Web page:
- The Washington Times - Saturday, July 4, 2009


As any schoolchild could tell you, our Founders rebelled against British rule because they wanted to escape a too-intrusive government. But we have since allowed government to expand in ways the Founders never contemplated.

Our government is expanding again. American women should consider what that means for their families and our basic rights and liberties.

Federal spending has soared this past year. While it is justified as necessary to stimulate a flagging economy, it’s worth asking why our government grew so big even before the banking and housing crises hit. For decades, the federal government has spent nearly $1 of every $5 in the economy. This year, that will climb to about $1 in $4. To support this spending, the government is issuing trillions of dollars of new debt it claims is necessary to solve today’s problems. But what about tomorrow’s?

We are constrained today because our government is already so large and overextended. That problem will only get worse.

Because of promises the government already has made - most specifically spending on Social Security and Medicare - the share of the economy that government will demand is going to continue to balloon.

This isn’t just a matter of dollars and cents. This means your children and grandchildren will have less control over the money they earn and their property because they will have to pay off liabilities accrued this year. That generation will have less to meet global challenges, and each family will have less to meet personal ones.

Government is also taking over important aspects of what once was considered private life. Today Congress debates how to reconfigure the health care system. We should all ask why we should expect, or want, government to be so involved in this critical aspect of society.

Government health programs are sold as providing access to medical care, but they also restrict access. The rules that govern Medicare discourage doctors from taking on elderly patients. Government health programs guide doctors away from some treatments and steer them toward others. We know from other countries with government-run health systems that if we go the route of a “public option” for health insurance, such rationing will get worse.

Many have applauded the new law that gives government more leeway to regulate cigarettes. Most mothers instinctively celebrate anything that promises to help keep their children from smoking.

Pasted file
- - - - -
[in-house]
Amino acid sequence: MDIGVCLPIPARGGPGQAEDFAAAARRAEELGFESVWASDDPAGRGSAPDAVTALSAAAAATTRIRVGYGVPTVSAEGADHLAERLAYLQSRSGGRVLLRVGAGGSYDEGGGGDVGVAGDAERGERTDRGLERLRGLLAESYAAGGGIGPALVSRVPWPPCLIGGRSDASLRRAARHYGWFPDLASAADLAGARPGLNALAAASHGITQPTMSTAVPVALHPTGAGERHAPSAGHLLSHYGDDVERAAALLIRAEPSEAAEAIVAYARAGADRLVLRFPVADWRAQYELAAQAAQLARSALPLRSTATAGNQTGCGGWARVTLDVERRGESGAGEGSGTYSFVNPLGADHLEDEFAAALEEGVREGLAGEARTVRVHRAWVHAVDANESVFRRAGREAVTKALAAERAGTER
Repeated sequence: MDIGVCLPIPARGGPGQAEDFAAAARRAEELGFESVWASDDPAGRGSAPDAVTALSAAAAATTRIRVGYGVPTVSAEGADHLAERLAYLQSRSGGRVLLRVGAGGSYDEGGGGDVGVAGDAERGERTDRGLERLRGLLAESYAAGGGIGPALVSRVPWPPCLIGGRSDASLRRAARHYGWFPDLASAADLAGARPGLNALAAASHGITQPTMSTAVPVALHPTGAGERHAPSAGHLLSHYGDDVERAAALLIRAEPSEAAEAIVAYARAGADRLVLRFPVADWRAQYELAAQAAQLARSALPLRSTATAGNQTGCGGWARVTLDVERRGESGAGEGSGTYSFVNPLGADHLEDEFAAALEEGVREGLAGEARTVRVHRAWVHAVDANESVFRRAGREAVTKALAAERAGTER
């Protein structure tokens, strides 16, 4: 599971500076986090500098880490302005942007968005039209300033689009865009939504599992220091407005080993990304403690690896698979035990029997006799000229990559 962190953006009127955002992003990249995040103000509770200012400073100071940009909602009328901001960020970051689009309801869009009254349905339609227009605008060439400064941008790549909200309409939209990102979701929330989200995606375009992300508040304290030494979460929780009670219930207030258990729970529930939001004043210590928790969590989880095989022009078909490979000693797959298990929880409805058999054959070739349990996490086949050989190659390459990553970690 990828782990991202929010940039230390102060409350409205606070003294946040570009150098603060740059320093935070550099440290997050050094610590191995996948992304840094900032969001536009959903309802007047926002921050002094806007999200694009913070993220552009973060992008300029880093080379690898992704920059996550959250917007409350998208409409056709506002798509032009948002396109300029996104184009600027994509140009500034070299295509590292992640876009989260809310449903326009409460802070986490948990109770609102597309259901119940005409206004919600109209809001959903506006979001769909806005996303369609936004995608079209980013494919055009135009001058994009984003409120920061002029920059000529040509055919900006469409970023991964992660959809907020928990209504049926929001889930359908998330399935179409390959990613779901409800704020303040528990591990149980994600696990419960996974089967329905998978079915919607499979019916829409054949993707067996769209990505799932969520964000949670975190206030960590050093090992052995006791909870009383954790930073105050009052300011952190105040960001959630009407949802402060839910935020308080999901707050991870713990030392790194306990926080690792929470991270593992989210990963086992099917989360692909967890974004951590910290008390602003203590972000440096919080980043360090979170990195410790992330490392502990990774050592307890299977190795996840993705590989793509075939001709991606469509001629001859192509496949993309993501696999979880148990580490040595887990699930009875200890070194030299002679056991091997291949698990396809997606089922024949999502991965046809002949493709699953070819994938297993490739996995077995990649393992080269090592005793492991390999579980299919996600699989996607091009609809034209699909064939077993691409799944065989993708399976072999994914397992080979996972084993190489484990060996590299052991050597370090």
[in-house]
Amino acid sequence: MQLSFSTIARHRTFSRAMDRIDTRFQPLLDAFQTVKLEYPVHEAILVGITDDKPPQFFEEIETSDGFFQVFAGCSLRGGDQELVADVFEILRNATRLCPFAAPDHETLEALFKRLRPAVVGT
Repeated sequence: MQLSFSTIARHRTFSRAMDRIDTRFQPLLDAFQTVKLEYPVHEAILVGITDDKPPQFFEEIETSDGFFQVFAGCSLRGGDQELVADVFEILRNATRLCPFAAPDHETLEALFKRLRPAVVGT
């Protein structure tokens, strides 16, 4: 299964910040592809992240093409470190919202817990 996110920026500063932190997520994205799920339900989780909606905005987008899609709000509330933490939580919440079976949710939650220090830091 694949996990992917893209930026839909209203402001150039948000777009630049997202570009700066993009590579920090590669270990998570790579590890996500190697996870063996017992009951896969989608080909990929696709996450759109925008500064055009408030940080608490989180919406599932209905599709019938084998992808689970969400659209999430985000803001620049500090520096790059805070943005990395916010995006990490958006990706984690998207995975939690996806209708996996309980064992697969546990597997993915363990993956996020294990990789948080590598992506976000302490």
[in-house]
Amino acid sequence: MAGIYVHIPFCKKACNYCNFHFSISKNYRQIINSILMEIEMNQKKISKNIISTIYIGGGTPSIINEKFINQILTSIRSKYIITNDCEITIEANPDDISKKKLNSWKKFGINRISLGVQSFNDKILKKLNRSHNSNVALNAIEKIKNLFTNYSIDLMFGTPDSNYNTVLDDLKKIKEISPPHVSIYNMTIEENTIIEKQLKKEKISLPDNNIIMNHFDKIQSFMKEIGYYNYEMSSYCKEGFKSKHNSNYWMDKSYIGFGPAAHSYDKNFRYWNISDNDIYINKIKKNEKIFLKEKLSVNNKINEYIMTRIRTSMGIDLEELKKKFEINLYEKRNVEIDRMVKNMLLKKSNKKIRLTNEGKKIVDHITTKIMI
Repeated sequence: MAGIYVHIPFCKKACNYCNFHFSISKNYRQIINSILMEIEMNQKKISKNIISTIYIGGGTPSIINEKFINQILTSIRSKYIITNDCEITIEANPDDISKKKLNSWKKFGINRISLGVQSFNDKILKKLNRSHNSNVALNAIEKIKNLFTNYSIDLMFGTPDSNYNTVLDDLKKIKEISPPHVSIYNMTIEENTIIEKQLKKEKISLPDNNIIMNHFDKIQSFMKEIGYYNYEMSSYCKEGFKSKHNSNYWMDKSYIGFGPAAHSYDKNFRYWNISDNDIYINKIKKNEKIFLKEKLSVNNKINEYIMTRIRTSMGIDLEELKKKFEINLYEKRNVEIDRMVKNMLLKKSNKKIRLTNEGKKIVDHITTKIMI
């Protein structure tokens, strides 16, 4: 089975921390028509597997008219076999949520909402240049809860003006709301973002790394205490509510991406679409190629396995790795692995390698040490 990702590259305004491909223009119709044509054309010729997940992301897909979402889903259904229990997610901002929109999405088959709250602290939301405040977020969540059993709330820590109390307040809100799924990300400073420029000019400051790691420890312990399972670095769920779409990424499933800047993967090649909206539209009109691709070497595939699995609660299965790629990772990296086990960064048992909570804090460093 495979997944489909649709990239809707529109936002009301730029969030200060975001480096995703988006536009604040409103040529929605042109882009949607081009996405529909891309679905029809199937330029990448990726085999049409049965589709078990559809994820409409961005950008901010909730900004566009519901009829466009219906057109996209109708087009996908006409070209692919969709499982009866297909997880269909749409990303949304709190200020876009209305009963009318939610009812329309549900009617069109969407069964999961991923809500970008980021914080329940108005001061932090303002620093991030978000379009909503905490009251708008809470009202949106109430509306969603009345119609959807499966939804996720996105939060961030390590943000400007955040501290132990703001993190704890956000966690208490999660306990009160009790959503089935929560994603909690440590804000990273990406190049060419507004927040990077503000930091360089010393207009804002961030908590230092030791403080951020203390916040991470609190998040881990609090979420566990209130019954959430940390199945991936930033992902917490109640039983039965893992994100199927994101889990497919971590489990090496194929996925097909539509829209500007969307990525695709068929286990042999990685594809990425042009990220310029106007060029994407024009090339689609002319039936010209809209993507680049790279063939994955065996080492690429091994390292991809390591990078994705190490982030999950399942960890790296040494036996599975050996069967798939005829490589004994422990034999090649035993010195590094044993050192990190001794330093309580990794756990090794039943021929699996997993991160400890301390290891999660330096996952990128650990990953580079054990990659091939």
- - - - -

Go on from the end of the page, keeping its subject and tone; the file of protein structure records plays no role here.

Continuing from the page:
Economists and policymakers will debate whether efforts to restrict access to cigarettes result in healthier behavior: Will kids really smoke less, or will restrictions encourage a black market, introducing kids to more dangerous people and products? That empirical question is important, but there’s something more fundamental: Isn’t it our job, as parents, to discourage our children from smoking? Where does the role of government as parent end?

Such government action is often justified as necessary to promote good health and protect taxpayers because government picks up so much of the health care tab. Thus, one expansion of government leads to another.

Once we accept that logic, why should government stop there? Many behaviors create public health costs, from eating fattening foods and drinking sugary drinks to driving, hang gliding, playing football, sunbathing and having sex outside of marriage. Should government discourage those behaviors?

Many will look at the list and find one that they think justifies government action and then shake their heads that it’s absurd for government to be involved in the others.

But our heads shake at different things. The Founders knew that. That’s why they sought to limit government and leave the vast majority of decisions to individuals. Individuals were supposed to keep nearly all of their property so that they could provide for their own health care and houses, take care of their children and pursue their idea of happiness free of government interference. That faith in the individual is the core of our country. It’s worth celebrating - and preserving - today.

Carrie Lukas is the vice president for policy and economics at the Independent Women’s Forum and the author of the “Politically Incorrect Guide to Women, Sex, and Feminism.”

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